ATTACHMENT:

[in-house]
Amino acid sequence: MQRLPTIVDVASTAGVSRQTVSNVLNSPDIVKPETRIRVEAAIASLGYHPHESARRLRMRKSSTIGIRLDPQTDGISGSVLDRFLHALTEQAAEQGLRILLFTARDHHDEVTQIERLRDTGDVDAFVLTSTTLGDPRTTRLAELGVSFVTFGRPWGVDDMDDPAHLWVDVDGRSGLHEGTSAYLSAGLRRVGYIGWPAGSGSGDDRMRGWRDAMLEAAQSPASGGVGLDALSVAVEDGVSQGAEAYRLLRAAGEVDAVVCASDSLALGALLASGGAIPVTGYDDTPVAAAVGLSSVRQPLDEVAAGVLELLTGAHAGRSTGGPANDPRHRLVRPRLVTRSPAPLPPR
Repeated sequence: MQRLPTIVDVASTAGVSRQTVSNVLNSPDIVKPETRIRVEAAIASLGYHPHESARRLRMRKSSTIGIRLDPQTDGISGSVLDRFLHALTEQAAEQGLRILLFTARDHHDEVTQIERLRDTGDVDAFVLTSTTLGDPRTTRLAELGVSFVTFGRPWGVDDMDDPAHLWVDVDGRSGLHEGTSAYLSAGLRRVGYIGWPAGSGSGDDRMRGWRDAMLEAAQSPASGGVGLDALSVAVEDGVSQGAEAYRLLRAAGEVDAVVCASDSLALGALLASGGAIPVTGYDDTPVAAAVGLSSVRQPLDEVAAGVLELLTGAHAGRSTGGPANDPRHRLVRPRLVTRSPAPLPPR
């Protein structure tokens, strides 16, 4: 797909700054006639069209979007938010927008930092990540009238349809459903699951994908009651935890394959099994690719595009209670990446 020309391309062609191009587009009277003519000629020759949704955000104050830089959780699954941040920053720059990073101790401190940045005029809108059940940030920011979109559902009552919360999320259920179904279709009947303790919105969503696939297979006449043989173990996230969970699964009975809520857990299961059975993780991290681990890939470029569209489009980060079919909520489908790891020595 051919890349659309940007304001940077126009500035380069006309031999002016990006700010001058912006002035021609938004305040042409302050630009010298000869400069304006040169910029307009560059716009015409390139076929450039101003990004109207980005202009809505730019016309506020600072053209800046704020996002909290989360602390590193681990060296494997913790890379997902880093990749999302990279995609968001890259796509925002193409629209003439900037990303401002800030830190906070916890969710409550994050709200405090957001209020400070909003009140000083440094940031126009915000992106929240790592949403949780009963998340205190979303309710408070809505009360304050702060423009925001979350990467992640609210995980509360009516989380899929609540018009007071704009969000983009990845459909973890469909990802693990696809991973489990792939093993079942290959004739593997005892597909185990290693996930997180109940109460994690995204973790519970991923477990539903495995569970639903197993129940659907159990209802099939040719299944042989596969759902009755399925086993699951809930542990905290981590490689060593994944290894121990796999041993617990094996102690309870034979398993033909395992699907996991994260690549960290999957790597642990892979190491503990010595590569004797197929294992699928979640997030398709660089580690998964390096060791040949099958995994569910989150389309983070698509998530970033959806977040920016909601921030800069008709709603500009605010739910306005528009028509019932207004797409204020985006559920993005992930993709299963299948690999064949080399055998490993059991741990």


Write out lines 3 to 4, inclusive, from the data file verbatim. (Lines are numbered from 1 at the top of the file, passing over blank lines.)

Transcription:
Repeated sequence: MQRLPTIVDVASTAGVSRQTVSNVLNSPDIVKPETRIRVEAAIASLGYHPHESARRLRMRKSSTIGIRLDPQTDGISGSVLDRFLHALTEQAAEQGLRILLFTARDHHDEVTQIERLRDTGDVDAFVLTSTTLGDPRTTRLAELGVSFVTFGRPWGVDDMDDPAHLWVDVDGRSGLHEGTSAYLSAGLRRVGYIGWPAGSGSGDDRMRGWRDAMLEAAQSPASGGVGLDALSVAVEDGVSQGAEAYRLLRAAGEVDAVVCASDSLALGALLASGGAIPVTGYDDTPVAAAVGLSSVRQPLDEVAAGVLELLTGAHAGRSTGGPANDPRHRLVRPRLVTRSPAPLPPR
């Protein structure tokens, strides 16, 4: 797909700054006639069209979007938010927008930092990540009238349809459903699951994908009651935890394959099994690719595009209670990446 020309391309062609191009587009009277003519000629020759949704955000104050830089959780699954941040920053720059990073101790401190940045005029809108059940940030920011979109559902009552919360999320259920179904279709009947303790919105969503696939297979006449043989173990996230969970699964009975809520857990299961059975993780991290681990890939470029569209489009980060079919909520489908790891020595 051919890349659309940007304001940077126009500035380069006309031999002016990006700010001058912006002035021609938004305040042409302050630009010298000869400069304006040169910029307009560059716009015409390139076929450039101003990004109207980005202009809505730019016309506020600072053209800046704020996002909290989360602390590193681990060296494997913790890379997902880093990749999302990279995609968001890259796509925002193409629209003439900037990303401002800030830190906070916890969710409550994050709200405090957001209020400070909003009140000083440094940031126009915000992106929240790592949403949780009963998340205190979303309710408070809505009360304050702060423009925001979350990467992640609210995980509360009516989380899929609540018009007071704009969000983009990845459909973890469909990802693990696809991973489990792939093993079942290959004739593997005892597909185990290693996930997180109940109460994690995204973790519970991923477990539903495995569970639903197993129940659907159990209802099939040719299944042989596969759902009755399925086993699951809930542990905290981590490689060593994944290894121990796999041993617990094996102690309870034979398993033909395992699907996991994260690549960290999957790597642990892979190491503990010595590569004797197929294992699928979640997030398709660089580690998964390096060791040949099958995994569910989150389309983070698509998530970033959806977040920016909601921030800069008709709603500009605010739910306005528009028509019932207004797409204020985006559920993005992930993709299963299948690999064949080399055998490993059991741990």